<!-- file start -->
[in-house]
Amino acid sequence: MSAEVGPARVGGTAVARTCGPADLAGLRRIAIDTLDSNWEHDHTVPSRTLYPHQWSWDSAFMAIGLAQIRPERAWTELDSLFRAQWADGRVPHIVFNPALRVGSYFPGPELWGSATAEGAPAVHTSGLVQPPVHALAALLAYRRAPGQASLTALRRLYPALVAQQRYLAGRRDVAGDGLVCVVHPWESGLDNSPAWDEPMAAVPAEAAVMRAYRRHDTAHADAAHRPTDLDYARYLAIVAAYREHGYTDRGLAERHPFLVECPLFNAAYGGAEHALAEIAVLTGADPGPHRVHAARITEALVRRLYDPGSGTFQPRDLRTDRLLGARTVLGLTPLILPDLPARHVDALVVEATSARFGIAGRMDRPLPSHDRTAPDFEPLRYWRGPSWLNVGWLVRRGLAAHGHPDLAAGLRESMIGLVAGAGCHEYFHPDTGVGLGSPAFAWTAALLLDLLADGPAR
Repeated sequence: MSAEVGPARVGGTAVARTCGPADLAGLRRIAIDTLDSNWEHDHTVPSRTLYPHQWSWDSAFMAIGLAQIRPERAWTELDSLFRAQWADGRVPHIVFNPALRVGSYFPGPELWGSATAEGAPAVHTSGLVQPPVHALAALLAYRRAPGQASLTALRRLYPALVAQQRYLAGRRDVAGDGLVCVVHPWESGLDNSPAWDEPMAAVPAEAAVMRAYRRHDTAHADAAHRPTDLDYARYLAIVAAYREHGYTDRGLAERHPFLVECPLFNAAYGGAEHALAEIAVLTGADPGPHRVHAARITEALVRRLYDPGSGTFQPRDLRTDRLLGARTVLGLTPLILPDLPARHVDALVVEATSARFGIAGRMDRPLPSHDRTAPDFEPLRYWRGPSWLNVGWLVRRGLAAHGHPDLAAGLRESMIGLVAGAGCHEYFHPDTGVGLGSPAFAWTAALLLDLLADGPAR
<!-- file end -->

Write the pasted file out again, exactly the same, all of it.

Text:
[in-house]
Amino acid sequence: MSAEVGPARVGGTAVARTCGPADLAGLRRIAIDTLDSNWEHDHTVPSRTLYPHQWSWDSAFMAIGLAQIRPERAWTELDSLFRAQWADGRVPHIVFNPALRVGSYFPGPELWGSATAEGAPAVHTSGLVQPPVHALAALLAYRRAPGQASLTALRRLYPALVAQQRYLAGRRDVAGDGLVCVVHPWESGLDNSPAWDEPMAAVPAEAAVMRAYRRHDTAHADAAHRPTDLDYARYLAIVAAYREHGYTDRGLAERHPFLVECPLFNAAYGGAEHALAEIAVLTGADPGPHRVHAARITEALVRRLYDPGSGTFQPRDLRTDRLLGARTVLGLTPLILPDLPARHVDALVVEATSARFGIAGRMDRPLPSHDRTAPDFEPLRYWRGPSWLNVGWLVRRGLAAHGHPDLAAGLRESMIGLVAGAGCHEYFHPDTGVGLGSPAFAWTAALLLDLLADGPAR
Repeated sequence: MSAEVGPARVGGTAVARTCGPADLAGLRRIAIDTLDSNWEHDHTVPSRTLYPHQWSWDSAFMAIGLAQIRPERAWTELDSLFRAQWADGRVPHIVFNPALRVGSYFPGPELWGSATAEGAPAVHTSGLVQPPVHALAALLAYRRAPGQASLTALRRLYPALVAQQRYLAGRRDVAGDGLVCVVHPWESGLDNSPAWDEPMAAVPAEAAVMRAYRRHDTAHADAAHRPTDLDYARYLAIVAAYREHGYTDRGLAERHPFLVECPLFNAAYGGAEHALAEIAVLTGADPGPHRVHAARITEALVRRLYDPGSGTFQPRDLRTDRLLGARTVLGLTPLILPDLPARHVDALVVEATSARFGIAGRMDRPLPSHDRTAPDFEPLRYWRGPSWLNVGWLVRRGLAAHGHPDLAAGLRESMIGLVAGAGCHEYFHPDTGVGLGSPAFAWTAALLLDLLADGPAR